I am disappointed at the Minister's response. Of course I am aware that he did make a minor change in the Finance Bill compared with the budgetary provision. This phasing in over the five years is all very well but I sometimes wonder about provisions being phased in. Surely something is either right or wrong, is either fair or unfair. This amounts to almost a kind of bribe, a case of the Minister saying: you are really right but we have to raise the money where we can so, in order to soften the blow somewhat, we will phase it in over the five years. I still maintain that the balance of advantage and of equity lies with leaving the figures as they are. I am sure the amount of revenue foregone would be quite minimal.

Amendment, by leave, withdrawn.
Amendment No. 21 not moved.

(Limerick East): I move amendment No. 22:

In page 22, between lines 23 and 24, to insert the following:

"(2) This section shall not apply to persons whose employment requires the fulltime use of a car supplied by their employers.".

Amendment put and declared lost.

I move amendment No. 23:

In page 22, to delete lines 24 and 54 and in page 23, to delete lines 1 to 6.

This amendment is in opposition to section 9. Originally this was Deputy Quinn's amendment tabled on Committee Stage which, for some reason or another, he does not appear to have retabled for Report Stage. Perhaps that is an indication that he was satisfied with the Minister's response.

Unfortunately it was never debated.

I have taken a fresh look at this in relation to what Deputy Quinn thinks about it. Surely this Bill is sufficiently long, comprised of 265 pages or thereabouts, without our having to introduce these minor refinements? I sometimes think the amount of work and effort that goes into these things is disproportionate to the result. This new section purports to deal with the restriction of relief in respect of interest paid on certain loans, that is loans to employees of companies. We are talking about a benefit-in-kind which will arise for preferential loans. At present the rate is 10 per cent for house loans and 12 per cent in the case of other loans. I do not really see anything very much wrong with those figures. Yet the Minister sees fit to introduce a whole section in this Bill increasing the 10 per cent to 11 per cent and the 12 per cent to 15 per cent. In the case of an employee paying interest at 10 per cent and 12 per cent there is no effective benefit-in-kind or, if there is, it is minimal. I contend this is a "scraping of the bottom of the barrel" exercise. Do we really have to go into the small print like this? I really think the Minister should withdraw the section.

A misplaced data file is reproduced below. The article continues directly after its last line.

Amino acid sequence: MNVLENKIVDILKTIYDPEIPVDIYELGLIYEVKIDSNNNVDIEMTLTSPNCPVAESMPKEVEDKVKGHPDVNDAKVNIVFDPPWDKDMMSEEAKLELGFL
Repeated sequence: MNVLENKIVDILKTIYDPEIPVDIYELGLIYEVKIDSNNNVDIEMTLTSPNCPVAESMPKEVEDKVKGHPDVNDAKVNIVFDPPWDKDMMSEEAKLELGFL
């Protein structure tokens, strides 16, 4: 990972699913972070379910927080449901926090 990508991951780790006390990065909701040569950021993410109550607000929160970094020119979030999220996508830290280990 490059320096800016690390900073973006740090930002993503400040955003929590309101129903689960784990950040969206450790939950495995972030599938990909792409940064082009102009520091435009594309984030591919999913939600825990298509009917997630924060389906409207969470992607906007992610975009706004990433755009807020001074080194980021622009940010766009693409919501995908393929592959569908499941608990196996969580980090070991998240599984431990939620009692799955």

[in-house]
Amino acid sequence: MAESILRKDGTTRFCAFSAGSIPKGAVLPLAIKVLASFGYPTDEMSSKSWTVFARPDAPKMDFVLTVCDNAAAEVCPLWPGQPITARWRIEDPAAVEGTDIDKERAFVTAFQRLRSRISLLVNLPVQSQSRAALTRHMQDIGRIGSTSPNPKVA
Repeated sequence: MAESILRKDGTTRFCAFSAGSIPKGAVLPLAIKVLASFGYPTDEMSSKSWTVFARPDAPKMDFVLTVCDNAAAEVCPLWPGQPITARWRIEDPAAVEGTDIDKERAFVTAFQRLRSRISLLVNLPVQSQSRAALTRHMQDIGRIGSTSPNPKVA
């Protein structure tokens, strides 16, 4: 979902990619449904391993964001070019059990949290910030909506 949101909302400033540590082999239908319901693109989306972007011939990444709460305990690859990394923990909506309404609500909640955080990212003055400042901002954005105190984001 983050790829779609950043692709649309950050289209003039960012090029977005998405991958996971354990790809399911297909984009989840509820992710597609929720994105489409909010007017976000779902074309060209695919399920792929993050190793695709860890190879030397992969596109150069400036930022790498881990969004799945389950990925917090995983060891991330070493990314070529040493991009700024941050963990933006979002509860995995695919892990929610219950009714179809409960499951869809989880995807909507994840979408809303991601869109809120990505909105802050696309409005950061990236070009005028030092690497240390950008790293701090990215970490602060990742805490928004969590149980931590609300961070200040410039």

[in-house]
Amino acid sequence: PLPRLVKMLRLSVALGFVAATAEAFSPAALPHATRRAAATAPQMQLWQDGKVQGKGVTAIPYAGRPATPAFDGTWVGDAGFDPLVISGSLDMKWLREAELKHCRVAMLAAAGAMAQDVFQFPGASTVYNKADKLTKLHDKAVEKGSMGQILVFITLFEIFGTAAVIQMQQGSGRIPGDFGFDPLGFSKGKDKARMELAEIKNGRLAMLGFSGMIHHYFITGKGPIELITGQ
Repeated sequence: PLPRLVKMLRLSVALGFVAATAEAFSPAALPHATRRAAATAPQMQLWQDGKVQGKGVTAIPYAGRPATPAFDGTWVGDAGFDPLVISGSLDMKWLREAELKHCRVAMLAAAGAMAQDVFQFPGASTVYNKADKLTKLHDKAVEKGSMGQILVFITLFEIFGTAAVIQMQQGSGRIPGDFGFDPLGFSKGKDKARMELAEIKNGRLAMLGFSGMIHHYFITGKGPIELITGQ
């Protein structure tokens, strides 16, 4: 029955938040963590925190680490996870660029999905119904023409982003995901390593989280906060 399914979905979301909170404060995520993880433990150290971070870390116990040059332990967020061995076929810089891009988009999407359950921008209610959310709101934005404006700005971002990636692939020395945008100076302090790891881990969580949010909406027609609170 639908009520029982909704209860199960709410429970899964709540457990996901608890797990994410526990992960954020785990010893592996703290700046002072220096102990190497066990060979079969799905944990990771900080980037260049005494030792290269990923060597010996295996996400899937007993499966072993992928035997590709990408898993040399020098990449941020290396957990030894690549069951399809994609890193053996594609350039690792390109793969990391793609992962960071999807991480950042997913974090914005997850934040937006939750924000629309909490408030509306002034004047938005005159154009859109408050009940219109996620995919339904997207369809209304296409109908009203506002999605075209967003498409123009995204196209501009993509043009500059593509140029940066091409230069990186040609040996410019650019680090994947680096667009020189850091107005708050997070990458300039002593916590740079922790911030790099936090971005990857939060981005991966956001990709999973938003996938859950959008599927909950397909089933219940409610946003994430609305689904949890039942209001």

It was an oversight that I did not re-enter the amendment in my name, as Deputy Garland correctly pointed out. I might address my comments deliberately to the public service, of which elected Members form part. The biggest benefit-in-kind we Deputies have is our pension entitlement. I would have to say that the most enormous benefit-in-kind people in the public service have is their non-contributory pension. There was a notional nonsense conceded by some Minister for the Public Service in the late seventies or early eighties — I cannot recall which — which was the presumption that civil servants were given a wage increase which did not materialise but it was etherised into a notional contribution towards pension.